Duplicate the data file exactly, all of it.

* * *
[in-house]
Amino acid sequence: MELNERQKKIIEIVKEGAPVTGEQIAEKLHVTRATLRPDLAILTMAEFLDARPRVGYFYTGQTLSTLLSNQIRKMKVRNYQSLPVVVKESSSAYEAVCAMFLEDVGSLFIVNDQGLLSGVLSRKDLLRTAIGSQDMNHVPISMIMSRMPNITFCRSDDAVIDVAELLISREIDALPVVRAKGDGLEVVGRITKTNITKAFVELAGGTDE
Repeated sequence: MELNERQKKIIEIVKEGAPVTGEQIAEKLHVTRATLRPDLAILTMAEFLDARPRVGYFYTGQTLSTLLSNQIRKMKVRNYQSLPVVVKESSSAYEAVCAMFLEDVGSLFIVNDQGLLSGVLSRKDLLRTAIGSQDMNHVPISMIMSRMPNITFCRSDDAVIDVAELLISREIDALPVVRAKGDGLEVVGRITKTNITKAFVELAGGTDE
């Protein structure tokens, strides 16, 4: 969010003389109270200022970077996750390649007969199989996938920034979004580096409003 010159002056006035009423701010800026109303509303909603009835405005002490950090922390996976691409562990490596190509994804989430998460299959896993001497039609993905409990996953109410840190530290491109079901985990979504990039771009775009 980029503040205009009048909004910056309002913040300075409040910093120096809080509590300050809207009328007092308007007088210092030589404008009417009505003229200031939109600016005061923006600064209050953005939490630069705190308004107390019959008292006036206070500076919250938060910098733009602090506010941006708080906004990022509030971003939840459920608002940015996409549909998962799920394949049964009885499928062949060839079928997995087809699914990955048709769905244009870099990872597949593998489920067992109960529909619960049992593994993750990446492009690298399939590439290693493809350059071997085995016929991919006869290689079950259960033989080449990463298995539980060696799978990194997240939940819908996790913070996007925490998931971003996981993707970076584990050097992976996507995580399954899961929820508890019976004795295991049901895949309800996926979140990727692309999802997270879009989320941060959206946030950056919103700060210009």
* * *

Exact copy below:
[in-house]
Amino acid sequence: MELNERQKKIIEIVKEGAPVTGEQIAEKLHVTRATLRPDLAILTMAEFLDARPRVGYFYTGQTLSTLLSNQIRKMKVRNYQSLPVVVKESSSAYEAVCAMFLEDVGSLFIVNDQGLLSGVLSRKDLLRTAIGSQDMNHVPISMIMSRMPNITFCRSDDAVIDVAELLISREIDALPVVRAKGDGLEVVGRITKTNITKAFVELAGGTDE
Repeated sequence: MELNERQKKIIEIVKEGAPVTGEQIAEKLHVTRATLRPDLAILTMAEFLDARPRVGYFYTGQTLSTLLSNQIRKMKVRNYQSLPVVVKESSSAYEAVCAMFLEDVGSLFIVNDQGLLSGVLSRKDLLRTAIGSQDMNHVPISMIMSRMPNITFCRSDDAVIDVAELLISREIDALPVVRAKGDGLEVVGRITKTNITKAFVELAGGTDE
């Protein structure tokens, strides 16, 4: 969010003389109270200022970077996750390649007969199989996938920034979004580096409003 010159002056006035009423701010800026109303509303909603009835405005002490950090922390996976691409562990490596190509994804989430998460299959896993001497039609993905409990996953109410840190530290491109079901985990979504990039771009775009 980029503040205009009048909004910056309002913040300075409040910093120096809080509590300050809207009328007092308007007088210092030589404008009417009505003229200031939109600016005061923006600064209050953005939490630069705190308004107390019959008292006036206070500076919250938060910098733009602090506010941006708080906004990022509030971003939840459920608002940015996409549909998962799920394949049964009885499928062949060839079928997995087809699914990955048709769905244009870099990872597949593998489920067992109960529909619960049992593994993750990446492009690298399939590439290693493809350059071997085995016929991919006869290689079950259960033989080449990463298995539980060696799978990194997240939940819908996790913070996007925490998931971003996981993707970076584990050097992976996507995580399954899961929820508890019976004795295991049901895949309800996926979140990727692309999802997270879009989320941060959206946030950056919103700060210009």